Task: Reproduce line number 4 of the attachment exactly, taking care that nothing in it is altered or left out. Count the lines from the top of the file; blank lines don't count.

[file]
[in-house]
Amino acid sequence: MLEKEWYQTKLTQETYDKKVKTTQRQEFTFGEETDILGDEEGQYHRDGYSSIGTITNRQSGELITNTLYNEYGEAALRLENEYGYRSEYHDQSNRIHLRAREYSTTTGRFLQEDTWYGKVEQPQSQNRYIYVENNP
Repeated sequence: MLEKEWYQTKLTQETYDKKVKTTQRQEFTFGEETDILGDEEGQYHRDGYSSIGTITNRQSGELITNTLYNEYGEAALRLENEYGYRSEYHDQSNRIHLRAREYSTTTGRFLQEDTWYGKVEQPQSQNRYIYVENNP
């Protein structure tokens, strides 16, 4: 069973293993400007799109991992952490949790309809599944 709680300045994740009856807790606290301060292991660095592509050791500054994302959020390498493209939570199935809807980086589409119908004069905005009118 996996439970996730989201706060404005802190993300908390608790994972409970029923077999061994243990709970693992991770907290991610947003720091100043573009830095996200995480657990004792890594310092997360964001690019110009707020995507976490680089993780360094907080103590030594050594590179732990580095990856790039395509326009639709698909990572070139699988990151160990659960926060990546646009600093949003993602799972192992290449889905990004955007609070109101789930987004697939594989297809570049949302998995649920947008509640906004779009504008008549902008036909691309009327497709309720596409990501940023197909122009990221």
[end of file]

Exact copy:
């Protein structure tokens, strides 16, 4: 069973293993400007799109991992952490949790309809599944 709680300045994740009856807790606290301060292991660095592509050791500054994302959020390498493209939570199935809807980086589409119908004069905005009118 996996439970996730989201706060404005802190993300908390608790994972409970029923077999061994243990709970693992991770907290991610947003720091100043573009830095996200995480657990004792890594310092997360964001690019110009707020995507976490680089993780360094907080103590030594050594590179732990580095990856790039395509326009639709698909990572070139699988990151160990659960926060990546646009600093949003993602799972192992290449889905990004955007609070109101789930987004697939594989297809570049949302998995649920947008509640906004779009504008008549902008036909691309009327497709309720596409990501940023197909122009990221």